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Wisconsin sets more coronavirus records: 3,861 new cases, 26.47% tested positive

The state had 21 more COVID-19 deaths and 135 hospitalizations
(KCRG)
Published: Oct. 16, 2020 at 1:59 PM CDT|Updated: Oct. 16, 2020 at 4:29 PM CDT
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MADISON, Wis. (WBAY) - Wisconsin’s coronavirus surge continue to worsen. The Department of Health Services (DHS) reported 3,861 people were positive for the COVID-19 virus in the latest batch of test results, 114 more cases than the record set one day earlier. The positivity rate of 26.47% of the 14,586 tests received is the highest positivity for any day with more than 10,000 tests. It’s the fourth day in a row with more than 3,000 cases.

New cases were identified in 71 of the 72 counties; Florence County was the exception.

Wisconsin now has a total 166,186 people who’ve tested positive for the coronavirus in the 8 1/2 months since the state has seen the novel virus. More than 1 in 5 cases (20.4%) was diagnosed in the last 30 days and remains an active cases. There are another 127,576 who are considered recovered; that’s down to 78.6% of cases.

The death toll rose by 21 to 1,574 people whose deaths were caused by COVID-19 or the disease was a significant contributing factor. Due in part to the surge in new cases among healthier people, the death rate has fallen to 0.95%, another new low. Waukesha County had 3 deaths; Brown, Clark, Dodge and Ozaukee counties each had 2 deaths; Fond du Lac, La Crosse, Langlade, Lincoln, Marathon, Oneida, Outagamie, Rock, Waupaca and Winnebago counties had 1 death each.

Cases and deaths by county are listed later in this article.

DHS reports 135 more people were hospitalized for COVID-19 in the past 24 hours. Friday was the fourth day in a row new hospitalizations were in triple digits, but lower than any of those days and helped the 7-day average slip from 118.7 patients a day to 118.3, the first decline in 18 days.

Current hospitalizations continue to set records, though. Friday the state reported 1,101 COVID-19 patients in hospitals -- 58 more than Thursday’s record -- with 274 in ICU -- 10 more than Thursday’s record. The current hospitalization numbers take hospital discharges and deaths into account. To date, more than 9,000 people (9,027) have been hospitalized for COVID-19, which is 5.5% of all confirmed cases. Statewide, 12% of ICU beds and 19% of all medical beds are listed as available.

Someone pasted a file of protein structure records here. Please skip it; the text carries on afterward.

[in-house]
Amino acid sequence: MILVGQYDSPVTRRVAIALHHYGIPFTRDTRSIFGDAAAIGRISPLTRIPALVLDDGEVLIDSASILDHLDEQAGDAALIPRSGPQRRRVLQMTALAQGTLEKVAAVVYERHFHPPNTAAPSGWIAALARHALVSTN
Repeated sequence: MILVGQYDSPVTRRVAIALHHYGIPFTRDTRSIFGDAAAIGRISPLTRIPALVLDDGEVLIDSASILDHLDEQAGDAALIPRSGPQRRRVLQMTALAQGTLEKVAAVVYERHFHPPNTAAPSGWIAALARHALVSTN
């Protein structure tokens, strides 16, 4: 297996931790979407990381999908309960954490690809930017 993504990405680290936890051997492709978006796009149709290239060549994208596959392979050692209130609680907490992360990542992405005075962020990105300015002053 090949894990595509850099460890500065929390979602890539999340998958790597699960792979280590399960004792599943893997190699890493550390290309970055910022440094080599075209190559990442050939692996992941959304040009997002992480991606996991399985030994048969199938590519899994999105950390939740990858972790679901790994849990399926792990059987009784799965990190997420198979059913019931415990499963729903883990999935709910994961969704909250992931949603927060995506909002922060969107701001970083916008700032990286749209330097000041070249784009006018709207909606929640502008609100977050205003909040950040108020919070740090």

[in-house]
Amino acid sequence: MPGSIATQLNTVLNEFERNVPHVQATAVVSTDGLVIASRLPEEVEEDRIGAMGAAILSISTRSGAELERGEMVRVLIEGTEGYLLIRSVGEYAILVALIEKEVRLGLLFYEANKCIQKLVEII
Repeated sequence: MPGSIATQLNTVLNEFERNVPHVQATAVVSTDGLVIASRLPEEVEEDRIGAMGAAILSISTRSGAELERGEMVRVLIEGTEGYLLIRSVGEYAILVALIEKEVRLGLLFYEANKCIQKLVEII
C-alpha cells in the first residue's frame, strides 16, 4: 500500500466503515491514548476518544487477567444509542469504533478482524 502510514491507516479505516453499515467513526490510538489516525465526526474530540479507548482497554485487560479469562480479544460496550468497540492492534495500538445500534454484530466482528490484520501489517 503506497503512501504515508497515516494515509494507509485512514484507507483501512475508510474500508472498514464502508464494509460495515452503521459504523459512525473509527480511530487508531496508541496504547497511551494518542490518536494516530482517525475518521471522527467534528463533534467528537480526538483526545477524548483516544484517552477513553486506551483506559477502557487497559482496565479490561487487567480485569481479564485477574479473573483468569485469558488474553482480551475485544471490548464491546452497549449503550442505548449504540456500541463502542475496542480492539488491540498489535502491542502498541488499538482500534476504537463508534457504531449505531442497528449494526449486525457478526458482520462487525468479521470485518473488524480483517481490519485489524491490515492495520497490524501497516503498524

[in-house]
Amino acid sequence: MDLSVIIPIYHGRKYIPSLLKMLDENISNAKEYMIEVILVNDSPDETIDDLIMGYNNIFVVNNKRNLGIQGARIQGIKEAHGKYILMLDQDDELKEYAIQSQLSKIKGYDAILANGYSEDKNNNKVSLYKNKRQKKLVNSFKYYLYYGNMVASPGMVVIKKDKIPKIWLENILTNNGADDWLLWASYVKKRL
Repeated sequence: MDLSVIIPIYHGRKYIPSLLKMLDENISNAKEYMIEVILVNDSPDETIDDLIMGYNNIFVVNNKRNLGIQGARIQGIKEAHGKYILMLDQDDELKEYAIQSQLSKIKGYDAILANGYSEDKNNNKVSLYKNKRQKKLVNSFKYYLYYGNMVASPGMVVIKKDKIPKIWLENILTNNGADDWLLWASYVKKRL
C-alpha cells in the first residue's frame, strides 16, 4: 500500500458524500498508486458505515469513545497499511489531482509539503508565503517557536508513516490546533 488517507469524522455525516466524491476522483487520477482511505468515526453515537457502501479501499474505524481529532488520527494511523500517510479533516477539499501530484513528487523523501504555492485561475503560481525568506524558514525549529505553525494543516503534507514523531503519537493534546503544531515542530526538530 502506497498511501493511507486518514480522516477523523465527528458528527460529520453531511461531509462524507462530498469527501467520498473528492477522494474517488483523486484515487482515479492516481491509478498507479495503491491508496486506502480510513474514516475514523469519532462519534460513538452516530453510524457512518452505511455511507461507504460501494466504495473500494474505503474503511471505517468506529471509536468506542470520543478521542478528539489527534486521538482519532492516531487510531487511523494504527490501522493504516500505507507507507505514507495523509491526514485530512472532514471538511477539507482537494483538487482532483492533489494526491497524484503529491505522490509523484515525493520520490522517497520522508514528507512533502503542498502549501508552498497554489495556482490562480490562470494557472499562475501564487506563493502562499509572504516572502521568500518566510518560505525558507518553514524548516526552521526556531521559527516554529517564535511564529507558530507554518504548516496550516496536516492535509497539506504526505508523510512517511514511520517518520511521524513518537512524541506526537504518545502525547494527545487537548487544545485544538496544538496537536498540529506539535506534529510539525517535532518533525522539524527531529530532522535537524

The Wisconsin Hospital Association (WHA) reports the Fox Valley region’s 13 hospitals have 164 COVID-19 patients, with 24 in ICU, and 10% of ICU beds are open. In the Northeast region’s 10 hospitals, there are 182 COVID-19 patients, 56 in ICU, and only 5% of ICU beds are open.

Action 2 News will continue to emphasize the state’s summary statistics counting each person once no matter how many times they’re tested. This is the standard method used by the Centers for Disease Control and Prevention in its federal reporting and is a better indication of the spread of the coronavirus in a community. For data including results for every person tested multiple times, visit the DHS website. Even by that measure, the positivity rate is climbing; the 7-day average is now at a peak of 10.6%.

FRIDAY’S COUNTY CASE NUMBERS (counties with additional cases and/or deaths are indicated in bold)*

Wisconsin

  • Adams - 352 cases (+12) (4 deaths)
  • Ashland - 214 cases (+4) (3 deaths)
  • Barron - 730 cases (+29) (6 deaths)
  • Bayfield - 168 cases (+2) (1 death)
  • Brown - 12,848 cases (+329) (84 deaths) (+2)
  • Buffalo - 197 cases (+6) (2 deaths)
  • Burnett - 261 cases (+6) (6 deaths)
  • Calumet - 2,174 cases (+80) (10 deaths)
  • Chippewa - 1,017 cases (+58) (2 deaths)
  • Clark – 623 cases (+24) (11 deaths) (+2)
  • Columbia – 1,321 cases (+55) (4 deaths)
  • Crawford – 284 cases (+16)
  • Dane – 12,296 cases (+224) (46 deaths)
  • Dodge – 2,891 cases (+85) (21 deaths) (+2)
  • Door - 584 cases (+21) (4 deaths)
  • Douglas - 673 cases (+18) (1 death)
  • Dunn - 827 cases (+30) (1 death)
  • Eau Claire - 2,558 cases (+50) (9 deaths)
  • Florence - 149 cases (4 deaths)
  • Fond du Lac – 3,375 cases (+128) (17 deaths) (+1)
  • Forest - 392 cases (+4) (10 deaths)
  • Grant – 1,550 cases (+12) (23 deaths)
  • Green - 776 cases (+16) (3 deaths)
  • Green Lake - 563 cases (+27) (2 deaths)
  • Iowa - 352 cases (+17) (1 death)
  • Iron - 159 cases (+1) (1 death)
  • Jackson - 256 cases (+9) (1 death)
  • Jefferson - 2,131 cases (+19) (9 deaths)
  • Juneau - 581 cases (+15) (3 deaths)
  • Kenosha – 4,266 cases (+72) (69 deaths)
  • Kewaunee - 877 cases (+26) (4 deaths)
  • La Crosse – 3,758 cases (+61) (12 deaths) (+1)
  • Lafayette - 445 cases (+9) (1 death)
  • Langlade - 624 cases (+36) (5 deaths) (+1)
  • Lincoln - 506 cases (+22) (5 deaths) (+1)
  • Manitowoc – 2,004 cases (+46) (7 deaths)
  • Marathon - 3,165 cases (+149) (32 deaths) (+1)
  • Marinette - 1,379 cases (+30) (9 deaths)
  • Marquette - 479 cases (+9) (2 deaths)
  • Menominee - 206 cases (+12)